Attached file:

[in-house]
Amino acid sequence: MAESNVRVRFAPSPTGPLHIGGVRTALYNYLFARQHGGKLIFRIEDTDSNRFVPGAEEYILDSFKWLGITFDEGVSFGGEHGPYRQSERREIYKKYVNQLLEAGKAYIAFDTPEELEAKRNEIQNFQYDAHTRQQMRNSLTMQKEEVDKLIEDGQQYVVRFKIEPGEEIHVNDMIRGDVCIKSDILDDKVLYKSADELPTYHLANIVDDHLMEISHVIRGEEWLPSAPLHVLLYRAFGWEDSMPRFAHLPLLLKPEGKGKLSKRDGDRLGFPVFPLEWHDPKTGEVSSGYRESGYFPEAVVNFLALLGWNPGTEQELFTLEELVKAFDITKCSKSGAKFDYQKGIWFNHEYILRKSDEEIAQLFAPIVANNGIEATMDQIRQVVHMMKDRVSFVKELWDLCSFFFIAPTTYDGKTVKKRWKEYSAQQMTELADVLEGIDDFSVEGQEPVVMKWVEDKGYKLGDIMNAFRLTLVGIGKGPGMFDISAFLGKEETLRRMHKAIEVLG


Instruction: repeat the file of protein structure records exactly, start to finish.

[in-house]
Amino acid sequence: MAESNVRVRFAPSPTGPLHIGGVRTALYNYLFARQHGGKLIFRIEDTDSNRFVPGAEEYILDSFKWLGITFDEGVSFGGEHGPYRQSERREIYKKYVNQLLEAGKAYIAFDTPEELEAKRNEIQNFQYDAHTRQQMRNSLTMQKEEVDKLIEDGQQYVVRFKIEPGEEIHVNDMIRGDVCIKSDILDDKVLYKSADELPTYHLANIVDDHLMEISHVIRGEEWLPSAPLHVLLYRAFGWEDSMPRFAHLPLLLKPEGKGKLSKRDGDRLGFPVFPLEWHDPKTGEVSSGYRESGYFPEAVVNFLALLGWNPGTEQELFTLEELVKAFDITKCSKSGAKFDYQKGIWFNHEYILRKSDEEIAQLFAPIVANNGIEATMDQIRQVVHMMKDRVSFVKELWDLCSFFFIAPTTYDGKTVKKRWKEYSAQQMTELADVLEGIDDFSVEGQEPVVMKWVEDKGYKLGDIMNAFRLTLVGIGKGPGMFDISAFLGKEETLRRMHKAIEVLG